pdf of this article

Karen Stewart retired in October 2021 after more than 40 years of practicing psychol-ogy. She cares deeply about this planet and all of the people on it, especially the margin-alized, social excluded and disenfranchised. She believes we are all one and we sink or swim together. She still has something to say.

She can be contacted at:


Challenging Times Like These

By Karen Stewart, MA

Karen Stewart, MA

What do we do in times like these? What do we do when we feel overwhelmed by the news of yet another mass shooting in a school? A grocery store? War in Ukraine? Fires in the West? When those stories add to whatever stresses we are experiencing in our own lives due to health, economic, or relationship issues? I humbly offer some suggestions that I have found helpful over the years. If these suggestions do not help or you need something more, then I urge you to reach out to friends, clergy, or therapists for more support. The most important step in healing is to reach out for the help you need.

Start Where We Are

We must always start where we are. I love the advice of Sylvia Boorstein, to tell ourselves “Sweetheart, you are in pain.” No denial or attempts to ignore or minimize what we feel. We just accept the reality of what is going on with us and offer ourselves space and enormous compassion and treat ourselves with great tenderness. We offer ourselves all the comfort we would give to a small child who came to us in pain. We might imagine ourselves as a small child being held by another or the Divine, whatever image is comforting and soothing. We might imagine the words they would say, reminding us that no matter what we feel we are loved and cherished. We rest until the feelings begin to subside.

Mindful Breathing

Slow, mindful breathing is always a good idea. Under stress, our breath can become restricted and shallow, or rapid and shallow, both of which increase our stress. Simply being aware of how we are breathing is a good first step.  Watching our breath and gently trying to slow and deepen our breath triggers a relaxation response. As we are gradually able to breathe more slowly and gently, perhaps letting our exhale be longer than our inhale, we might find that our shoulders come down a few inches and our muscles begin to soften and relax. We can do this breathing exercise whenever we think about it throughout the day. Focusing on our breathing calls us to the present moment and for that moment we can release all our cares and worries and just send healing energy and love to ourselves. Taking time to take care of ourselves in this way can make our days go much better. We are always able to be more effective from a place of calm than a place of fear or anxiety.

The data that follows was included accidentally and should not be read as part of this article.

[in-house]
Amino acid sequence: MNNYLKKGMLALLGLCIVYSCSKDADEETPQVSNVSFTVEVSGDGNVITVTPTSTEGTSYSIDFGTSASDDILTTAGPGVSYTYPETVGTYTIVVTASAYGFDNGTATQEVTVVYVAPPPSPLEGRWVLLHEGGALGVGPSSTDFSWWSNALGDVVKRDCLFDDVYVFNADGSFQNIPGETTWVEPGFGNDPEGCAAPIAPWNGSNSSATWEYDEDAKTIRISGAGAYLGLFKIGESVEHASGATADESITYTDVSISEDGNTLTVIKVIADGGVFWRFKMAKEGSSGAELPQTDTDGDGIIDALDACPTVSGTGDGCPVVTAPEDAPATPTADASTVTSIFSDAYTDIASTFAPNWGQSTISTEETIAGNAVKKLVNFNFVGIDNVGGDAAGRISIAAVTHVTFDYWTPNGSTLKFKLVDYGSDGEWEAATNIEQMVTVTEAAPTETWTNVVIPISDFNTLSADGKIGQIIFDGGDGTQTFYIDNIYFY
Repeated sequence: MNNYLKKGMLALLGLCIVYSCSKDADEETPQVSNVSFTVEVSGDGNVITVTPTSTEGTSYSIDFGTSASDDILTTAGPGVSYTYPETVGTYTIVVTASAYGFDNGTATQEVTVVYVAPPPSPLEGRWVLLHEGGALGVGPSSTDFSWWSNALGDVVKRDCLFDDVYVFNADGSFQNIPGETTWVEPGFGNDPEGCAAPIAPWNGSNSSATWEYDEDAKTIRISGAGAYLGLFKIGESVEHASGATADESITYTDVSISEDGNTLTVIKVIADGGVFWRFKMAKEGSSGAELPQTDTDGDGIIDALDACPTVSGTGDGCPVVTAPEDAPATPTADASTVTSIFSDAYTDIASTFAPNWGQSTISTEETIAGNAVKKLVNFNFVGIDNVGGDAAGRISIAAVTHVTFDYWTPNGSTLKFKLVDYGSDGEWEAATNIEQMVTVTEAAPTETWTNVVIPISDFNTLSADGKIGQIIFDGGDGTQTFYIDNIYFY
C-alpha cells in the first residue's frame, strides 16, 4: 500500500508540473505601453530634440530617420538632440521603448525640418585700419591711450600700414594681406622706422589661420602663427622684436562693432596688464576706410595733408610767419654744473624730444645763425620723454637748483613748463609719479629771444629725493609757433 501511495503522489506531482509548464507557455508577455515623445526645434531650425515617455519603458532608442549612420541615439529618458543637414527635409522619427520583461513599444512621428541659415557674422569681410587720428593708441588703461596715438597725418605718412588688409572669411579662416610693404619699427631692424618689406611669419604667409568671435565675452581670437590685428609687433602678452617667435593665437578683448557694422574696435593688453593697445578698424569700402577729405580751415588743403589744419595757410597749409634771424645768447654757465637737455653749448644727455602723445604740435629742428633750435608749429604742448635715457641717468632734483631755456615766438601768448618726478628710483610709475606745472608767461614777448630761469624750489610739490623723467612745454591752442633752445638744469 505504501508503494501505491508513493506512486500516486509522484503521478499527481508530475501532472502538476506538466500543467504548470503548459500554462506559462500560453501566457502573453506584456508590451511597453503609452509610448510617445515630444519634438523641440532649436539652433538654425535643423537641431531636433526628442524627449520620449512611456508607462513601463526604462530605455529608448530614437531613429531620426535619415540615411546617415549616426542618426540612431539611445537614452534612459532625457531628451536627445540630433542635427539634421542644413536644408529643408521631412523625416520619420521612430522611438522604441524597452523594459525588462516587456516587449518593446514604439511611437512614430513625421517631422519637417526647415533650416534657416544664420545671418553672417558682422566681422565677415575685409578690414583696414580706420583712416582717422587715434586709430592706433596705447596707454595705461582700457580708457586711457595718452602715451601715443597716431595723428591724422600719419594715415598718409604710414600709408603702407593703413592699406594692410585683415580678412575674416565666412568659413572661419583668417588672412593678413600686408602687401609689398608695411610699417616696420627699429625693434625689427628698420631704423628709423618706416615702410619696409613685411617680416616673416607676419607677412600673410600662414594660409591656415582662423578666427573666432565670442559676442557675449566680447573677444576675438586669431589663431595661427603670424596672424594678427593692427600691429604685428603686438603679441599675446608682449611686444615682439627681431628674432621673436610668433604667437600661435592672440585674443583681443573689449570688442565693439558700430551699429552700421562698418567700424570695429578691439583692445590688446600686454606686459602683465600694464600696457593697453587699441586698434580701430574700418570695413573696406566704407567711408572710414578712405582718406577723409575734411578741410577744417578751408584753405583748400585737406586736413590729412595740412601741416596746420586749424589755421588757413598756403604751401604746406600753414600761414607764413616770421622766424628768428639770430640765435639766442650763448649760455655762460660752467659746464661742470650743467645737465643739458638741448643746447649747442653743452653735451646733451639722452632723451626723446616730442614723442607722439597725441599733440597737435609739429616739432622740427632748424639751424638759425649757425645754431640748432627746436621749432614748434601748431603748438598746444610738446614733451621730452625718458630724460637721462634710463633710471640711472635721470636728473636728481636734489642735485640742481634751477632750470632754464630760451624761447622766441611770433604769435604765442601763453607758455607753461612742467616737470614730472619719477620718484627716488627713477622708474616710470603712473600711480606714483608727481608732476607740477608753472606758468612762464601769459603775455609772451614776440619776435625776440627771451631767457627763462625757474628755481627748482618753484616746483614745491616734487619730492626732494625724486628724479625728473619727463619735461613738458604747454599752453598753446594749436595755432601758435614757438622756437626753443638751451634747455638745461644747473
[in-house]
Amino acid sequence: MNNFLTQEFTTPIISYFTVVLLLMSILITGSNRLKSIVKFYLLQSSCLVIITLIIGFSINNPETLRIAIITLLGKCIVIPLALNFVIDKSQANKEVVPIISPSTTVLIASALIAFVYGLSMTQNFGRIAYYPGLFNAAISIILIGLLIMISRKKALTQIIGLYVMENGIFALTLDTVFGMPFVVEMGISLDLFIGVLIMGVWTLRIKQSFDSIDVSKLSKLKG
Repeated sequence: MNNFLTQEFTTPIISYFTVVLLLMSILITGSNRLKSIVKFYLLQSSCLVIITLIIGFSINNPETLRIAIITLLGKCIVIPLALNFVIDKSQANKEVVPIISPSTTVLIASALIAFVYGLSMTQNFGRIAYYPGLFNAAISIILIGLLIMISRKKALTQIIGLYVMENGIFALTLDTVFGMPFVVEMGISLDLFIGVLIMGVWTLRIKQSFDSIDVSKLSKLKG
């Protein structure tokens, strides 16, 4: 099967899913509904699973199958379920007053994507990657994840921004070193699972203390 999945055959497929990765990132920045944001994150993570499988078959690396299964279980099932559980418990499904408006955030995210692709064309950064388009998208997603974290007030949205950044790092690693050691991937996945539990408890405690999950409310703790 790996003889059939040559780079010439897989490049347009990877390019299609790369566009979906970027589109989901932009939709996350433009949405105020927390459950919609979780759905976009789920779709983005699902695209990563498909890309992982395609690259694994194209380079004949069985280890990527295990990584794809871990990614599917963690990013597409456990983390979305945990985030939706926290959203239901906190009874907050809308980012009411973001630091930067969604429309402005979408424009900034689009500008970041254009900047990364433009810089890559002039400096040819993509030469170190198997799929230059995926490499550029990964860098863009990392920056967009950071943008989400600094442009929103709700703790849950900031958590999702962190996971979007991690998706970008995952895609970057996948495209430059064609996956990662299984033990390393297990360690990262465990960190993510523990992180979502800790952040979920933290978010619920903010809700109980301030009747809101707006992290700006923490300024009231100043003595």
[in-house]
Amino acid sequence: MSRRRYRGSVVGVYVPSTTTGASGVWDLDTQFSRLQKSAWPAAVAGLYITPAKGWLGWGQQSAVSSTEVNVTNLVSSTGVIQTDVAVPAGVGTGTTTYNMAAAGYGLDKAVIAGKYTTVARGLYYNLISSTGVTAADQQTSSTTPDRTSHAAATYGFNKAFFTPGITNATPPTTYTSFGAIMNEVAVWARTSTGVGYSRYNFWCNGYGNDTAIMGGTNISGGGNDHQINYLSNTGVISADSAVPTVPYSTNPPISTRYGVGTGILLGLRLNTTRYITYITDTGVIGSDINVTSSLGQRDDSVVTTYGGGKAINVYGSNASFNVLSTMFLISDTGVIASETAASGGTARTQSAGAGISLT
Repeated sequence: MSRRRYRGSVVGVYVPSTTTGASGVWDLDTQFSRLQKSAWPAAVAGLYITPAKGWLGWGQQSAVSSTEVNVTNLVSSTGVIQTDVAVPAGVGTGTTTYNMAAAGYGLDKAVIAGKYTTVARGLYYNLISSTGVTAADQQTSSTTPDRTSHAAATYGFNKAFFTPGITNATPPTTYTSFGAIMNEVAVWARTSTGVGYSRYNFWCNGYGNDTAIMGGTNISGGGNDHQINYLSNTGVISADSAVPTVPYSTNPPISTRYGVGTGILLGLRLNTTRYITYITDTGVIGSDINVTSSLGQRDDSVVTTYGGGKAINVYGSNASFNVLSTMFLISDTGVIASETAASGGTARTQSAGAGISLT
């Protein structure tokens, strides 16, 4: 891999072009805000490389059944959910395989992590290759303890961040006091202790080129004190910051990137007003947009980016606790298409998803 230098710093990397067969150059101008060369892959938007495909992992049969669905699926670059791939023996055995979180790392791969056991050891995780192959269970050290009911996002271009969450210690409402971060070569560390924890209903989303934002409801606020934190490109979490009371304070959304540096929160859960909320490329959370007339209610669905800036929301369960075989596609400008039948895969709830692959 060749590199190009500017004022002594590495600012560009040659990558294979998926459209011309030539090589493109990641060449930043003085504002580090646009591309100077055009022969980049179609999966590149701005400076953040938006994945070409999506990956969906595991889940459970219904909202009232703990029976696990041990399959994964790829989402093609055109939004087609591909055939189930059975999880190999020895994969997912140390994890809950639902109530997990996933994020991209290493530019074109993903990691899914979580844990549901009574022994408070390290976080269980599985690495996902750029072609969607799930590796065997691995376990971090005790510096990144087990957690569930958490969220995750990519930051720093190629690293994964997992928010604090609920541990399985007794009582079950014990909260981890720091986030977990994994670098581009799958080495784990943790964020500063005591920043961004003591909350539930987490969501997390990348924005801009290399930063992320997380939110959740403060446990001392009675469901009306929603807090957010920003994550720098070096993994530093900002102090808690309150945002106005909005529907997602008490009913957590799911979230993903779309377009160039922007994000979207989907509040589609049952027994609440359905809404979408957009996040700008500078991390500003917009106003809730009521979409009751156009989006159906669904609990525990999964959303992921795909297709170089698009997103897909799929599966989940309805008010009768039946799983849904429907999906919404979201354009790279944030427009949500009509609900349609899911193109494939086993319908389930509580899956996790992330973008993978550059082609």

We can take a few moments to offer gratitude for all that we take for granted. If we are pain free, we can recognize what a gift that is. We can be grateful for whatever senses we have—sight, hearing, touch, smell—appreciating the gifts they bring us every moment of the day.  We can be grateful for being able to move— walk, run, bike, swim. Do we have housing? Food? Clothing? Education? Friends? Community? Work? Meaningful activities? On any given day most of us have many things for which to be grateful.


And we can have hope, what Joan Halifax, Buddhist teacher calls “wise hope.” “Wise hope” is not the hope based on actions of others—the wish that, this time in the face of a mass shooting of school children, the politicians will enact laws that might help or that mental health programs will be funded, etc. That kind of hope can lead to despair when once again nothing is done. “Wise hope” is based on our deep knowing that as long as we draw breath, we can do small or large things to make a difference. We can act to make the world a better place. We can look at what we are upset about and come up with actions that will feel good to us, will be faithful to our values.


And finally, we can acknowledge our own courage to continue, accepting what is and doing our best. Our best is not perfection. Our best is being faithful to our beliefs. Sometimes we will fall short, sometimes we may fail altogether, but we pick ourselves up and continuing on. And we know that we are not alone—others are doing the same thing and we are all part of the whole.

I often have this image after a tragedy, it first occurred after 9/11. Those who died from that ultimate expression of hatred created a tear in the fabric of the universe, but their deaths ignited a great, unbounded, infinite love experienced all over the world. Anytime tragedies occur I have this same image—a rent in the fabric of the universe followed by an explosion of love that somehow heals the tear. So too, the deaths of the nineteen children and two teachers have ignited an outpouring of tremendous love and care to envelope and hold the people of Uvalde and all of us as we grieve. Let’s not forget, let’s not give up hope, let’s make sure love guides our actions.